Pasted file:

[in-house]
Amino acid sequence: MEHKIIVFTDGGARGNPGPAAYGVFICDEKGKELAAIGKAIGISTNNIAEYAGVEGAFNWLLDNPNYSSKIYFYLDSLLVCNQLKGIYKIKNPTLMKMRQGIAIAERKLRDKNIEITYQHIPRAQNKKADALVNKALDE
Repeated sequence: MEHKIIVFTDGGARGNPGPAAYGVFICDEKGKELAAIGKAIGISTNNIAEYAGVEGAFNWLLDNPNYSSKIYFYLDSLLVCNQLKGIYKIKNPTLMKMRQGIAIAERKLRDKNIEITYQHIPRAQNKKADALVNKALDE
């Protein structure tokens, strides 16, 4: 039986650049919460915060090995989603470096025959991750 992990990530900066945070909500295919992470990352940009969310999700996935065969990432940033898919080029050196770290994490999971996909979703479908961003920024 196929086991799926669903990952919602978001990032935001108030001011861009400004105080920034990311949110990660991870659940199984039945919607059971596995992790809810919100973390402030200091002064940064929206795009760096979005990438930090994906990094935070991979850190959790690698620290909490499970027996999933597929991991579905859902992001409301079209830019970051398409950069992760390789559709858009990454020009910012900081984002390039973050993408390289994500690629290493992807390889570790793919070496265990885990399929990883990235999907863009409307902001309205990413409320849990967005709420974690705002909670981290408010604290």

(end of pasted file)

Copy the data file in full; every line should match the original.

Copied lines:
[in-house]
Amino acid sequence: MEHKIIVFTDGGARGNPGPAAYGVFICDEKGKELAAIGKAIGISTNNIAEYAGVEGAFNWLLDNPNYSSKIYFYLDSLLVCNQLKGIYKIKNPTLMKMRQGIAIAERKLRDKNIEITYQHIPRAQNKKADALVNKALDE
Repeated sequence: MEHKIIVFTDGGARGNPGPAAYGVFICDEKGKELAAIGKAIGISTNNIAEYAGVEGAFNWLLDNPNYSSKIYFYLDSLLVCNQLKGIYKIKNPTLMKMRQGIAIAERKLRDKNIEITYQHIPRAQNKKADALVNKALDE
């Protein structure tokens, strides 16, 4: 039986650049919460915060090995989603470096025959991750 992990990530900066945070909500295919992470990352940009969310999700996935065969990432940033898919080029050196770290994490999971996909979703479908961003920024 196929086991799926669903990952919602978001990032935001108030001011861009400004105080920034990311949110990660991870659940199984039945919607059971596995992790809810919100973390402030200091002064940064929206795009760096979005990438930090994906990094935070991979850190959790690698620290909490499970027996999933597929991991579905859902992001409301079209830019970051398409950069992760390789559709858009990454020009910012900081984002390039973050993408390289994500690629290493992807390889570790793919070496265990885990399929990883990235999907863009409307902001309205990413409320849990967005709420974690705002909670981290408010604290």